Dad sighed, and after just a moment of hesitation, he reached for the stack of pages I’d printed on the consequences of high blood pressure and cholesterol. From that point on, I didn’t have to strategize our way into the conversation; we were there, discussing the facts and the possibilities for action. It wasn’t light or pleasant because we were still talking about some really serious health issues. But, at least, we were no longer struggling against the barriers of communication—our own and each other’s.

My dad has spent most of his life leading others, developing solid plans of action, and relying on his strength and resiliency. Now that he’s retired and his kids are all grown, he’s no longer using these qualities daily that were so central to his identity. But, that doesn’t mean he can’t find new ways to exercise his strengths within the challenges life is presenting him right now. And IOA’s communication style quiz helped me to come to terms with that.

The more my dad needs care and assistance, the more I want to ensure his quality of life continues to be a reflection of who he is, what he values, and how he naturally relates to the world. This can be true of how I, and others, communicate with him—and also how we design his routines and his care for the sake of his health and his happiness. In fact, I’m inspired to find more ways to open my eyes and my heart to my dad’s unique experience, so that he never has to feel isolated again.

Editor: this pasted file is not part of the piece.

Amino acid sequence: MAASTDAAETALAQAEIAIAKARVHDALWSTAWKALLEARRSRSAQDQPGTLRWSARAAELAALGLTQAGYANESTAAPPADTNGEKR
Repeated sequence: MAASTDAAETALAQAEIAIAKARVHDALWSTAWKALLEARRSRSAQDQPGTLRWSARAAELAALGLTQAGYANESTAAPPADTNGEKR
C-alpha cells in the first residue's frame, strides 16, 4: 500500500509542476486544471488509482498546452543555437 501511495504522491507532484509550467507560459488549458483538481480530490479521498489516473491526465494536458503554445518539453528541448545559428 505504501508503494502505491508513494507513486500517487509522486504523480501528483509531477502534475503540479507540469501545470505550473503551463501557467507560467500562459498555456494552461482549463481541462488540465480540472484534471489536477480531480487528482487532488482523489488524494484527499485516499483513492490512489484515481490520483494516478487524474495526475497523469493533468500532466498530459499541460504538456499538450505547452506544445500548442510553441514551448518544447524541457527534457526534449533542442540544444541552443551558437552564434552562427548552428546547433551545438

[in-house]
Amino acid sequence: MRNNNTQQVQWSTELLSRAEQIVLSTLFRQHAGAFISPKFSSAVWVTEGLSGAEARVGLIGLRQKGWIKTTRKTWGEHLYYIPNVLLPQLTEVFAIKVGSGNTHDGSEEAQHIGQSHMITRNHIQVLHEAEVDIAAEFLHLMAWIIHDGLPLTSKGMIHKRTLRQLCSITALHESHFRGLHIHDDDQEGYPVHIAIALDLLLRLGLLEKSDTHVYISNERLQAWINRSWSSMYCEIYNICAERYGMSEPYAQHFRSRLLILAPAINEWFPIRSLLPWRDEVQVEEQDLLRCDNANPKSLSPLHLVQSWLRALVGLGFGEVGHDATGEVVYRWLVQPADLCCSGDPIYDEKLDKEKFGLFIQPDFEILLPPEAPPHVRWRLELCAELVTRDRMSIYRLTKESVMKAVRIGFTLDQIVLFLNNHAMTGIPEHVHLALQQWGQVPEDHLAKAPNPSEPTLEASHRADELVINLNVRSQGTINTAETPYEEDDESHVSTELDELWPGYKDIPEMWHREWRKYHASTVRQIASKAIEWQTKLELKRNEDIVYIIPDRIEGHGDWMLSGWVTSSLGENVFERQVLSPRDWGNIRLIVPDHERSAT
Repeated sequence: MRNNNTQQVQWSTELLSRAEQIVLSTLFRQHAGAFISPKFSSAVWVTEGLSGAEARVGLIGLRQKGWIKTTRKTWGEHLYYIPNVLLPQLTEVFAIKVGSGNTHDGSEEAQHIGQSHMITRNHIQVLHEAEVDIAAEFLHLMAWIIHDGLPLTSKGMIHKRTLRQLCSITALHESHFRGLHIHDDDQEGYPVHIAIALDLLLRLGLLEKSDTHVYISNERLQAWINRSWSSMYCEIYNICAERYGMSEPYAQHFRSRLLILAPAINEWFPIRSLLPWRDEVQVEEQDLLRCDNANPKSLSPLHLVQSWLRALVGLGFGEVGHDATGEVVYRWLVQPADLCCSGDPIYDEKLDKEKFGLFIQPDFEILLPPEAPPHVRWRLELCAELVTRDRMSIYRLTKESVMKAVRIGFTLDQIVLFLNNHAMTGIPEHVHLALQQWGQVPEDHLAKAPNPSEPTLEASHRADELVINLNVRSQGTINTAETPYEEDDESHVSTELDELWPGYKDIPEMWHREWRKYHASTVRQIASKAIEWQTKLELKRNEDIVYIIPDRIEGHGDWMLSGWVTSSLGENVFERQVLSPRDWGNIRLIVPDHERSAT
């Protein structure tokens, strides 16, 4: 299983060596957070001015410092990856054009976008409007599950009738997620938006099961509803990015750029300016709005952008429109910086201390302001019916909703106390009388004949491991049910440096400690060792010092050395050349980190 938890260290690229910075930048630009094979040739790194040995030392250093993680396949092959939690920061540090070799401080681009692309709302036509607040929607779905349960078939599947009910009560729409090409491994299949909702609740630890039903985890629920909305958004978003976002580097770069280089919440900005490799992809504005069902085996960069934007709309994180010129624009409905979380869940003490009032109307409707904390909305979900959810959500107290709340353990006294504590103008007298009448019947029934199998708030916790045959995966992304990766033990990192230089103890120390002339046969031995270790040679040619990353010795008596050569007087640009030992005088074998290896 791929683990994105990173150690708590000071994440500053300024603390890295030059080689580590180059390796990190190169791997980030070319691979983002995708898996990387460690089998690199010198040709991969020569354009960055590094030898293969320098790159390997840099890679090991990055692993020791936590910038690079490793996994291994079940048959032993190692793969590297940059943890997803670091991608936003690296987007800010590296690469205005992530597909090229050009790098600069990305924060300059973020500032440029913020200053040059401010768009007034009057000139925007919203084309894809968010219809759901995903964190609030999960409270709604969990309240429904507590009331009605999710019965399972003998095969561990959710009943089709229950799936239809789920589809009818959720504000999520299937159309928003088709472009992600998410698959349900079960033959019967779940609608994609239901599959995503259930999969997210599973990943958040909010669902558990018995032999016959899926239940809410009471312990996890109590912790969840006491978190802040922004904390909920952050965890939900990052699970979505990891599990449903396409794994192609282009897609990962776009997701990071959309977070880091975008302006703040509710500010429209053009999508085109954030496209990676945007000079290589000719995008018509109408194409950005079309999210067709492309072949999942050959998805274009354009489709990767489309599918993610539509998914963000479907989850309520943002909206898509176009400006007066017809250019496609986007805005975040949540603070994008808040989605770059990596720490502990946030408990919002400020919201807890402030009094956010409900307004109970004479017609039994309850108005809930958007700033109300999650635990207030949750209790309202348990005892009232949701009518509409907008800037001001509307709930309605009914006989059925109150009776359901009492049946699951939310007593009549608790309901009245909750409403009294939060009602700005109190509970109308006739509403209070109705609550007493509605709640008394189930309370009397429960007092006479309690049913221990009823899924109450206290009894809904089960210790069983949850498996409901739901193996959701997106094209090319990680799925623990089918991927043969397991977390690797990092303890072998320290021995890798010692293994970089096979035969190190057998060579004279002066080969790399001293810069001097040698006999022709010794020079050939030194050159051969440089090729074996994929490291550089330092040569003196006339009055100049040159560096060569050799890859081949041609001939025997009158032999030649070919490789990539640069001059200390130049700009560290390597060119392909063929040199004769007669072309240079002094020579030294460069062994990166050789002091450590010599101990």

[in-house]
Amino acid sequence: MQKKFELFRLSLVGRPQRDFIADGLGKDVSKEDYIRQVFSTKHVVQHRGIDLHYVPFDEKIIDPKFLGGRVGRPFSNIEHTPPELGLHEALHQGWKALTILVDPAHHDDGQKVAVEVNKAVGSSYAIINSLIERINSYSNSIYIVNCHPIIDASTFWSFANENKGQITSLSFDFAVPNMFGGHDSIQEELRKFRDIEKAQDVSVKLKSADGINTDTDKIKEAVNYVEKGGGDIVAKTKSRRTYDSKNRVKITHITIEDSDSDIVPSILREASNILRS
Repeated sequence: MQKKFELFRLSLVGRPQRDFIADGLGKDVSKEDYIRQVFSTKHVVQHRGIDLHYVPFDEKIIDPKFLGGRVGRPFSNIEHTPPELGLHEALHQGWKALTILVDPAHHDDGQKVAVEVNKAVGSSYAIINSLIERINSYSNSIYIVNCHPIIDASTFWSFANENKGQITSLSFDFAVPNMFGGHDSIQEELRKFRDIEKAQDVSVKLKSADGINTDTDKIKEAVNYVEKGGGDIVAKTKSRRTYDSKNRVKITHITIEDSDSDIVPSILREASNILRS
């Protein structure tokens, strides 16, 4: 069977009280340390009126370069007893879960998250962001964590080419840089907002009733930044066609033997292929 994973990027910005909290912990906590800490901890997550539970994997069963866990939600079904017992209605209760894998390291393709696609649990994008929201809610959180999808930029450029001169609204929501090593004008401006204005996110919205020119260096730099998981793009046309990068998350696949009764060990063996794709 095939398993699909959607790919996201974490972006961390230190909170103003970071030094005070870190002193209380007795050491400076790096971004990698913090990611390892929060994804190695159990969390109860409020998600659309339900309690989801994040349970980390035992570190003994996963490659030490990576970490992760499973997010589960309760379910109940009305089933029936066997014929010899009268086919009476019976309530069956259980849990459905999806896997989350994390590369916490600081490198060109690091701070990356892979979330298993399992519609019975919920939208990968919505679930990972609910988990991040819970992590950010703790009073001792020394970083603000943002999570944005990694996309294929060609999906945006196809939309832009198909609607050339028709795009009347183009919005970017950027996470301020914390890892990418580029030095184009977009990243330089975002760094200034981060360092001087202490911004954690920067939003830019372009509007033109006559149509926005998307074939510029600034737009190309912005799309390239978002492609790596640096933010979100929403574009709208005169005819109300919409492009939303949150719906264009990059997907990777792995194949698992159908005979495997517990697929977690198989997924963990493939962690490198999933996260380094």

Whether your aging loved one is a Contemplator, an Assertor, a Narrator, or a Demonstrator, Institute on Aging provides the resources for you to better understand and enhance your relationship and your communication. Get in touch with questions, and to find out how we can help improve your loved one’s quality of life.

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Institute on Aging